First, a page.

Accounting for the Human Element of Cyber Risk

It’s human nature to make mistakes. Particularly when people are tired and overworked, mistakes happen more often. James Bone, a lecturer for the Master of Science in Enterprise Risk Management program at Columbia University’s School of Professional Studies, said human error is especially a problem when it comes to managing cyber exposures. Most surveys on the topic point to people as the root cause of breaches, which begs the question of whether professionals are considering the “human element” in their cyber risk management plan. In the Information Commissioner’s Office’s first quarterly report of 2018, the top five causes involved some element of human error:

  1. Loss or theft of paperwork (91 incidents)

  2. Data posted or faxed to incorrect recipient (90 incidents)

  3. Data sent by email to incorrect recipient (33 incidents)

  4. Insecure web page (including hacking) (21 incidents)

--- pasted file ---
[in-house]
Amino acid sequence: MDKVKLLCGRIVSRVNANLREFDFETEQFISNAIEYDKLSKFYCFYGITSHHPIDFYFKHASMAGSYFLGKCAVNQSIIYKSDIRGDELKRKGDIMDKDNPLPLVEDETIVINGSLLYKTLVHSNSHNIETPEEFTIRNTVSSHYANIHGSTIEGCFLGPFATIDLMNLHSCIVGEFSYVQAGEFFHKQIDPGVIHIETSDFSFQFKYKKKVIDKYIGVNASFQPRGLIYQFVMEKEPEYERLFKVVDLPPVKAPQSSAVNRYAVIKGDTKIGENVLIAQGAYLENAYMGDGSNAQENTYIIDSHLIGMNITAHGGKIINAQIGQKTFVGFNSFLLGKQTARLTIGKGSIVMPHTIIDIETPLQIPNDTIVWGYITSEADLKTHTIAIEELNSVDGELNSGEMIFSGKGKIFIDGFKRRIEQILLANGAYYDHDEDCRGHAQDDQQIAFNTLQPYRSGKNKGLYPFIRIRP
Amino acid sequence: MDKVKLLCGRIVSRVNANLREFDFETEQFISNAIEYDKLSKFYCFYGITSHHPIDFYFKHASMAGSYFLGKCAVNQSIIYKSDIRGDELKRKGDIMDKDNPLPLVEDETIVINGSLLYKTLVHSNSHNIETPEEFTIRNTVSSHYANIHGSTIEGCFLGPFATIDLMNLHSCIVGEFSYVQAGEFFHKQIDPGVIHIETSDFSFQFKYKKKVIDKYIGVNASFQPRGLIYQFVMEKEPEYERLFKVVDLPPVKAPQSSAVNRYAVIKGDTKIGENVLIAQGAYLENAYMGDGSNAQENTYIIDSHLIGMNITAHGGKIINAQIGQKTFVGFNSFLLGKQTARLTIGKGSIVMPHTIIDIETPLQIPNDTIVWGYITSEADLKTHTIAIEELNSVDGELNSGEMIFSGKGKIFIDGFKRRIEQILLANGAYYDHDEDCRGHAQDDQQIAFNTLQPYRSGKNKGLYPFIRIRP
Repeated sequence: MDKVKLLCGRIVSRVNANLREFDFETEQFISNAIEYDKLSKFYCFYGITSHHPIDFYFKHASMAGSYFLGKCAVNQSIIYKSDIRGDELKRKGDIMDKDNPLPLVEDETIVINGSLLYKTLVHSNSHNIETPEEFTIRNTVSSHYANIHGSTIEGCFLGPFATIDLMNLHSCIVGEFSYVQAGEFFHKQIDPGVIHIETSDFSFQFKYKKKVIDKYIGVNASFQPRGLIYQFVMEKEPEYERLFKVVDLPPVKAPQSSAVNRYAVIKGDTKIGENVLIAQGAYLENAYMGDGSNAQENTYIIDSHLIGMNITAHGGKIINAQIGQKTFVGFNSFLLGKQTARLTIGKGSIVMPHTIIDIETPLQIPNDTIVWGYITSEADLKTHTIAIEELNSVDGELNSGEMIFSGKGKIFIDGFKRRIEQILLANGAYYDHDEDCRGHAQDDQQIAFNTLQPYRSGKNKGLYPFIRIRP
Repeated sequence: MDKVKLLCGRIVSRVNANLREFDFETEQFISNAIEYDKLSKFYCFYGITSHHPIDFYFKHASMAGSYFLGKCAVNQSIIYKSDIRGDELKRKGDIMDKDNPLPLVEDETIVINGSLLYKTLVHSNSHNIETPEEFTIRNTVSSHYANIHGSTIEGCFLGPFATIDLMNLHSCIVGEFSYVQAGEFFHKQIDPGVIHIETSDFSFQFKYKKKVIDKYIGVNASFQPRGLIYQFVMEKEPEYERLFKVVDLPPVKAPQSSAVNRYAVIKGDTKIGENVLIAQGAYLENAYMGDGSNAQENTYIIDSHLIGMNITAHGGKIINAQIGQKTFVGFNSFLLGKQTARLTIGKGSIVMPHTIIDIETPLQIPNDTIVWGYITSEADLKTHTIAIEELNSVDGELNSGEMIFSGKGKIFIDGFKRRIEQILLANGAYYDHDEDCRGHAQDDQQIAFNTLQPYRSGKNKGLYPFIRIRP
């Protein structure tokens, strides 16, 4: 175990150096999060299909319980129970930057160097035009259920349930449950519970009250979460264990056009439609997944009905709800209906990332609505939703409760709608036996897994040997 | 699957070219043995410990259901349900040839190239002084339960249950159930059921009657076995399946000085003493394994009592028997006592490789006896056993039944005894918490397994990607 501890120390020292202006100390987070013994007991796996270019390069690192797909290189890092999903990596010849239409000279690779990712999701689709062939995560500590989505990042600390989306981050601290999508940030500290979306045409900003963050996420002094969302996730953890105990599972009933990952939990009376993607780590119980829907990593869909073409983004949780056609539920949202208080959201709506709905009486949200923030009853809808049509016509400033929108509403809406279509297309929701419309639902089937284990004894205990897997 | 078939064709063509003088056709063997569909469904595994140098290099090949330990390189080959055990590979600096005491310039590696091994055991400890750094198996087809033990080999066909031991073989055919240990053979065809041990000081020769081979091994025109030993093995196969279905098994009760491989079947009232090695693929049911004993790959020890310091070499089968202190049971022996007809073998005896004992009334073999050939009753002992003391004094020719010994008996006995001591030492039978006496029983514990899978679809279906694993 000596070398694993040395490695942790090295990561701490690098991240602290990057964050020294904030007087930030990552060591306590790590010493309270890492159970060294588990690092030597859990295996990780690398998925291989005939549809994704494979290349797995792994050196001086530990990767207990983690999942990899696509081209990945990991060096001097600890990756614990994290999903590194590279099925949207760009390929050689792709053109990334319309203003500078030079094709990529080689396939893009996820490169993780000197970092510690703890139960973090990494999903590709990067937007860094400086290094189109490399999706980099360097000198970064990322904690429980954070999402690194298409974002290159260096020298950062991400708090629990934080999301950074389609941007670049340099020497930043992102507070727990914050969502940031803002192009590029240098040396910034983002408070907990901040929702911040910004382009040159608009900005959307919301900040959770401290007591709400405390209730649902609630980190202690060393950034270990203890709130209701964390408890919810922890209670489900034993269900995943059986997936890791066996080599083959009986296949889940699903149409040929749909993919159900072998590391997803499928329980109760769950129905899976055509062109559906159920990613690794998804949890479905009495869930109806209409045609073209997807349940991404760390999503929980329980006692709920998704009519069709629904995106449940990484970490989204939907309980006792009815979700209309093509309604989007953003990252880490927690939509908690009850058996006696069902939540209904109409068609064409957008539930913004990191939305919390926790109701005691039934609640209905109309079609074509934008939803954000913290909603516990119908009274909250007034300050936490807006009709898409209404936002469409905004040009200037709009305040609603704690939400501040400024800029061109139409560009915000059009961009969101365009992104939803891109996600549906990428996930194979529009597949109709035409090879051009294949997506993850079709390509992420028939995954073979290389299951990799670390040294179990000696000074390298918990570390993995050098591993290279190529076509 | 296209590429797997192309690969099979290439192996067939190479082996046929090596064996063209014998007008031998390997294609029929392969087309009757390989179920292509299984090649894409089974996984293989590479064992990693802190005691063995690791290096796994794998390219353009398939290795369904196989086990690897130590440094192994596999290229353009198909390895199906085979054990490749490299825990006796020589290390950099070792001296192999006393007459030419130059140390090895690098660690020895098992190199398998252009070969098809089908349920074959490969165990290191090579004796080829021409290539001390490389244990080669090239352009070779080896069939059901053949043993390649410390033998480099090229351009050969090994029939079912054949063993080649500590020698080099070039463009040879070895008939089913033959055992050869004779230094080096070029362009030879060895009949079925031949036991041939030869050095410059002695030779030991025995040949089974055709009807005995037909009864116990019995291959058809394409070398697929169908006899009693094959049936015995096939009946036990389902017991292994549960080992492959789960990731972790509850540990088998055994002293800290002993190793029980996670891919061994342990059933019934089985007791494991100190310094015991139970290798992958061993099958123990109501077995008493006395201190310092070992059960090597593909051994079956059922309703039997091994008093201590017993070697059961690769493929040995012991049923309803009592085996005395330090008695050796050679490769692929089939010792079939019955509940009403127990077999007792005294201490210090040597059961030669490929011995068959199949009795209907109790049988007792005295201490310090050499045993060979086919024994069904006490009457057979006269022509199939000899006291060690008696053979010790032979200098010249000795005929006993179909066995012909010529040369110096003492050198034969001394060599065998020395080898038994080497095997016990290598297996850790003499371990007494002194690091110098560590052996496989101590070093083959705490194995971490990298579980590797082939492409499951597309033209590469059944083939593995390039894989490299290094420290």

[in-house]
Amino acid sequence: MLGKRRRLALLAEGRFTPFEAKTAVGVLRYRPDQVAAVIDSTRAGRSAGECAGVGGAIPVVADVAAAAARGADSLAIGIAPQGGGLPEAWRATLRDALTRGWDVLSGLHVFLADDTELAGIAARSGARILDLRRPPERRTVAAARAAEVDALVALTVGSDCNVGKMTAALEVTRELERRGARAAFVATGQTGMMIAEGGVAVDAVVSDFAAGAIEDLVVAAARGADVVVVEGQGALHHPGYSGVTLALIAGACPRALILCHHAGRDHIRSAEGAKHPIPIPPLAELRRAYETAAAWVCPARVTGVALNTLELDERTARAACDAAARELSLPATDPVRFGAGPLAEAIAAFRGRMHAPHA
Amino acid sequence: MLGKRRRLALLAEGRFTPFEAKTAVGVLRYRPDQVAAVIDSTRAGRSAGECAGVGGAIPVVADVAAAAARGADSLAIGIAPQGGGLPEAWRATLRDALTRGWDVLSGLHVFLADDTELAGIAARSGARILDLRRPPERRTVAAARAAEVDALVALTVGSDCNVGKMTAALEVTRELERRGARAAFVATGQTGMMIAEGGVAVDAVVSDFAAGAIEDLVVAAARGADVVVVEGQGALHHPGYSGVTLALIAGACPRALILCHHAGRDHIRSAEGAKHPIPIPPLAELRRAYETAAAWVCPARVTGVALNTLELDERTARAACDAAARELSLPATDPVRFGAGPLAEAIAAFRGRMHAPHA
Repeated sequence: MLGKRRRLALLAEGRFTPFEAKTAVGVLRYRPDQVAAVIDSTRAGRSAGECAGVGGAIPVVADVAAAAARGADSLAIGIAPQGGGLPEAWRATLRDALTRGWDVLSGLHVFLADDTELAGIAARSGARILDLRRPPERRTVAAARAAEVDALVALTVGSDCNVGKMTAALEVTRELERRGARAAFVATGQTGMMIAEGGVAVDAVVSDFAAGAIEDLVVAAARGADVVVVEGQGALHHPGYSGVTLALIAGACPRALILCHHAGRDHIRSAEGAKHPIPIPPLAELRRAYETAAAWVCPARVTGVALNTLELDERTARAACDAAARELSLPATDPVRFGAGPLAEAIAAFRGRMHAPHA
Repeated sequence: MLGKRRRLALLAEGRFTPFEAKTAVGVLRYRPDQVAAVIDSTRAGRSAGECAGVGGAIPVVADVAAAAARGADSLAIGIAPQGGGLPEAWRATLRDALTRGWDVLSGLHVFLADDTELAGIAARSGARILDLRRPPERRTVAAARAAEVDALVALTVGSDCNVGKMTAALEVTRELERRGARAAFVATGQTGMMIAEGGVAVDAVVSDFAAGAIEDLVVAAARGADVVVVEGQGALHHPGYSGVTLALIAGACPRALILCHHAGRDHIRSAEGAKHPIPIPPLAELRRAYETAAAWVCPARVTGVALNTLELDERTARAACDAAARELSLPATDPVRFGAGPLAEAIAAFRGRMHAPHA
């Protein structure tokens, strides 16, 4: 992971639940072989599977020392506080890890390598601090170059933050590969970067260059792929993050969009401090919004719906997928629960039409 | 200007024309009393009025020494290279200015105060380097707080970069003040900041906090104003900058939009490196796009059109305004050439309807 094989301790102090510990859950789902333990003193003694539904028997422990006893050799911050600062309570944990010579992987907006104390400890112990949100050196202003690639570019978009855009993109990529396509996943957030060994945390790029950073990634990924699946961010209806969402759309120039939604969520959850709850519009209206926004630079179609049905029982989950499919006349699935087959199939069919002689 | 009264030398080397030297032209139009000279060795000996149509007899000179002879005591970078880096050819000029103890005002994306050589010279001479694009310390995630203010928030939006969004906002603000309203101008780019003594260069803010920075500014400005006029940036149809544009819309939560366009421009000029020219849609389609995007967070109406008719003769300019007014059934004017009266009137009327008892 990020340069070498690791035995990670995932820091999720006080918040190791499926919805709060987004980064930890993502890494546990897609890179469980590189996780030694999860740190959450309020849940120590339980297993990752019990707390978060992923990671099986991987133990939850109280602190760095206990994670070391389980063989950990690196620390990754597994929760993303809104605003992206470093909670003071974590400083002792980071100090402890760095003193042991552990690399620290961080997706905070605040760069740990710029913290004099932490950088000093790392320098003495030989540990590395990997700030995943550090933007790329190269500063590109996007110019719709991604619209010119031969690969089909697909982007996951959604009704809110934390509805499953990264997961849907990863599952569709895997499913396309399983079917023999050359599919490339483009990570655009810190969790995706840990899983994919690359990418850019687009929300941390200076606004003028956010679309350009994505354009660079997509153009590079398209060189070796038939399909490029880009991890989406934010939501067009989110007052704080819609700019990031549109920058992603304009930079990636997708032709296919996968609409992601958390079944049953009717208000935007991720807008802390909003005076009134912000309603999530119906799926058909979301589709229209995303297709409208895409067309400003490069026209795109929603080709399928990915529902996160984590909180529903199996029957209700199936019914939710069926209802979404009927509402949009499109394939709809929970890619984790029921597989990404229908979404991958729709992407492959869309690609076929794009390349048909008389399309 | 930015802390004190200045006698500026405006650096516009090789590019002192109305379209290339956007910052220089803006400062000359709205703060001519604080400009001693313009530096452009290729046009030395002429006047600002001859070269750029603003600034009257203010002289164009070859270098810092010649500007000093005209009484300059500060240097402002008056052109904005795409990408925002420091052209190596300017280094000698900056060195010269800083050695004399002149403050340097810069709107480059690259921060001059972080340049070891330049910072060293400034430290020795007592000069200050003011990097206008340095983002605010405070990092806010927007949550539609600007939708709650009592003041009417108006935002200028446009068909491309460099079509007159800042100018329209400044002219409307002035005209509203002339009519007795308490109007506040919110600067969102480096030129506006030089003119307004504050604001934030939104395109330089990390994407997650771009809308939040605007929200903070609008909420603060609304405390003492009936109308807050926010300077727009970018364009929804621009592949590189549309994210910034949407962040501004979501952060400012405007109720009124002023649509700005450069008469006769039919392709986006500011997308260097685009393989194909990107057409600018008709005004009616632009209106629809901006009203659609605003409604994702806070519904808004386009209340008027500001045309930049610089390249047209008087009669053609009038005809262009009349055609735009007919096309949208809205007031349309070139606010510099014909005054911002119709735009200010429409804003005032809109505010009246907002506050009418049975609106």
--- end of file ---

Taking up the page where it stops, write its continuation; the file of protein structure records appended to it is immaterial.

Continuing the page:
5. Loss or theft of unencrypted device (28 incidents)

Because of this, Bone urges creation of a cognitive risk framework, the purpose of which is “to begin to educate risk professionals about the need to incorporate the human element into their risk programs, to identify areas where human error or lapses can cause significant damage, and then design effective solutions,” he says.

Read the full story at Risk Management Monitor and learn more about the M.S. in Enterprise Risk Management program at Columbia University’s School of Professional Studies.